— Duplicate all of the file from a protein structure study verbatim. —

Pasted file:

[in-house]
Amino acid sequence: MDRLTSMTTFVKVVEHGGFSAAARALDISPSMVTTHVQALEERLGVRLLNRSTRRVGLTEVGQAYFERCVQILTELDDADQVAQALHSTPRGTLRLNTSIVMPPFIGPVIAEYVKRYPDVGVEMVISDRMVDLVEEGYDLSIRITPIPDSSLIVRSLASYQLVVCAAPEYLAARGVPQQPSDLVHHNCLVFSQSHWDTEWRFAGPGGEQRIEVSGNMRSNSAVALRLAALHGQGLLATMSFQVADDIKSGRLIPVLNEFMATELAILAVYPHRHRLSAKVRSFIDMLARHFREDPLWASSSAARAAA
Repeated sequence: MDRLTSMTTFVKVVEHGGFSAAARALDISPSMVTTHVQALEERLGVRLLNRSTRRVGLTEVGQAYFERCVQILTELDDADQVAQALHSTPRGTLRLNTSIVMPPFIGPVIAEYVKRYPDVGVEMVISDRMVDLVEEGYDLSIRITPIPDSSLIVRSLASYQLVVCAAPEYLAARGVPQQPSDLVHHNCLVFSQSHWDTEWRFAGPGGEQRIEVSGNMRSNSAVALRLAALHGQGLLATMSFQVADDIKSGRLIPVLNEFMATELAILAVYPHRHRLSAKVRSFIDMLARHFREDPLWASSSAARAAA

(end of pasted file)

[in-house]
Amino acid sequence: MDRLTSMTTFVKVVEHGGFSAAARALDISPSMVTTHVQALEERLGVRLLNRSTRRVGLTEVGQAYFERCVQILTELDDADQVAQALHSTPRGTLRLNTSIVMPPFIGPVIAEYVKRYPDVGVEMVISDRMVDLVEEGYDLSIRITPIPDSSLIVRSLASYQLVVCAAPEYLAARGVPQQPSDLVHHNCLVFSQSHWDTEWRFAGPGGEQRIEVSGNMRSNSAVALRLAALHGQGLLATMSFQVADDIKSGRLIPVLNEFMATELAILAVYPHRHRLSAKVRSFIDMLARHFREDPLWASSSAARAAA
Repeated sequence: MDRLTSMTTFVKVVEHGGFSAAARALDISPSMVTTHVQALEERLGVRLLNRSTRRVGLTEVGQAYFERCVQILTELDDADQVAQALHSTPRGTLRLNTSIVMPPFIGPVIAEYVKRYPDVGVEMVISDRMVDLVEEGYDLSIRITPIPDSSLIVRSLASYQLVVCAAPEYLAARGVPQQPSDLVHHNCLVFSQSHWDTEWRFAGPGGEQRIEVSGNMRSNSAVALRLAALHGQGLLATMSFQVADDIKSGRLIPVLNEFMATELAILAVYPHRHRLSAKVRSFIDMLARHFREDPLWASSSAARAAA